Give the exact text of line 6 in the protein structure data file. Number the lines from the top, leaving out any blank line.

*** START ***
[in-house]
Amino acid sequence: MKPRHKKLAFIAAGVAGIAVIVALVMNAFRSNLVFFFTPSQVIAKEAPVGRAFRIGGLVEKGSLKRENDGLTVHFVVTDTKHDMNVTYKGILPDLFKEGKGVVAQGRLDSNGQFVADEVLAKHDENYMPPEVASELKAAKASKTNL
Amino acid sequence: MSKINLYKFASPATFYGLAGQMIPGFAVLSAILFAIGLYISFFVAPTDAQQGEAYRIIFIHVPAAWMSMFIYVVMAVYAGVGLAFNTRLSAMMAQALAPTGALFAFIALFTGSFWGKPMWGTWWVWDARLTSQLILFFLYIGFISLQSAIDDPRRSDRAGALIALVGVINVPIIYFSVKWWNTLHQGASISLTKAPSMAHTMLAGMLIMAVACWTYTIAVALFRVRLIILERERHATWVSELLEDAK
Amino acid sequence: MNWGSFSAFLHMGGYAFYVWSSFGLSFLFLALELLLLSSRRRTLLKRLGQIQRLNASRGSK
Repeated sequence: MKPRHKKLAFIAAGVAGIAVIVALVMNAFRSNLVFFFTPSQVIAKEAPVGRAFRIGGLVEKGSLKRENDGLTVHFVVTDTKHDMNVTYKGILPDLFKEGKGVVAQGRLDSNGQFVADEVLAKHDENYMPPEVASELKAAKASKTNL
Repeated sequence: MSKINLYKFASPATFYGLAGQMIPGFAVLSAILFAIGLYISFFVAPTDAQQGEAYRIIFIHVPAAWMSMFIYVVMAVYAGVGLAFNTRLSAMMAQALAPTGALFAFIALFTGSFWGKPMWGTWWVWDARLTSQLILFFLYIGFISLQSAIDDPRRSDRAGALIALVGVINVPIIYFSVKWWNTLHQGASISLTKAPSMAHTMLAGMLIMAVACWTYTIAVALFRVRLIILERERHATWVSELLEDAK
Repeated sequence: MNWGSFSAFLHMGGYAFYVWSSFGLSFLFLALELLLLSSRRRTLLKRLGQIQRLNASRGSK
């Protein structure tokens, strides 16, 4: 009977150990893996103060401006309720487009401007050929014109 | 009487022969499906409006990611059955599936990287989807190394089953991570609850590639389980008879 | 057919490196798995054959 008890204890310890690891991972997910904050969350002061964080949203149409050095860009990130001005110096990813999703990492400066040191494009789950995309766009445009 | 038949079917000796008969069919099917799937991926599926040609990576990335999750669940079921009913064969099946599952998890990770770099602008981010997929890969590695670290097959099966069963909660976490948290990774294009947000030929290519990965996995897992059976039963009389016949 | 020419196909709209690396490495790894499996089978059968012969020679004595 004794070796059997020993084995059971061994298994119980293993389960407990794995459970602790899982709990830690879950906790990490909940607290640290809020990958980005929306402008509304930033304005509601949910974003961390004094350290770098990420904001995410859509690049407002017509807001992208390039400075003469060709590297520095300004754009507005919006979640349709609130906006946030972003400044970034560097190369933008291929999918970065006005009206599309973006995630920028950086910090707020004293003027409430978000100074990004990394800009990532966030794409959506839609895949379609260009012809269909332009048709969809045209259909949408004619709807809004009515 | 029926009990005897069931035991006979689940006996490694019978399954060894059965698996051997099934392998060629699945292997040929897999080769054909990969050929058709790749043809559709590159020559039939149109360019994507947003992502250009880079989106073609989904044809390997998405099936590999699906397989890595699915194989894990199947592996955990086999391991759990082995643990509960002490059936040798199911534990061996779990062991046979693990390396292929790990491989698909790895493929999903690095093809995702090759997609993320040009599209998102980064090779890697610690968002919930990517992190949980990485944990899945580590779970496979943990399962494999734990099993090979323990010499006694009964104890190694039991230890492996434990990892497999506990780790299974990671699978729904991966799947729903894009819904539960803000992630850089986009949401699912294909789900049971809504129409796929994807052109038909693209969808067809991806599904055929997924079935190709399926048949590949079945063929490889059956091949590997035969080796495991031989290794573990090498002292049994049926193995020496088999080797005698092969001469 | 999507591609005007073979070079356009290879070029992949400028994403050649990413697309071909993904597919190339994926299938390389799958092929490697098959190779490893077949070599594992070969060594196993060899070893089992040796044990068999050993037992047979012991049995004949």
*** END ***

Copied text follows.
Repeated sequence: MSKINLYKFASPATFYGLAGQMIPGFAVLSAILFAIGLYISFFVAPTDAQQGEAYRIIFIHVPAAWMSMFIYVVMAVYAGVGLAFNTRLSAMMAQALAPTGALFAFIALFTGSFWGKPMWGTWWVWDARLTSQLILFFLYIGFISLQSAIDDPRRSDRAGALIALVGVINVPIIYFSVKWWNTLHQGASISLTKAPSMAHTMLAGMLIMAVACWTYTIAVALFRVRLIILERERHATWVSELLEDAK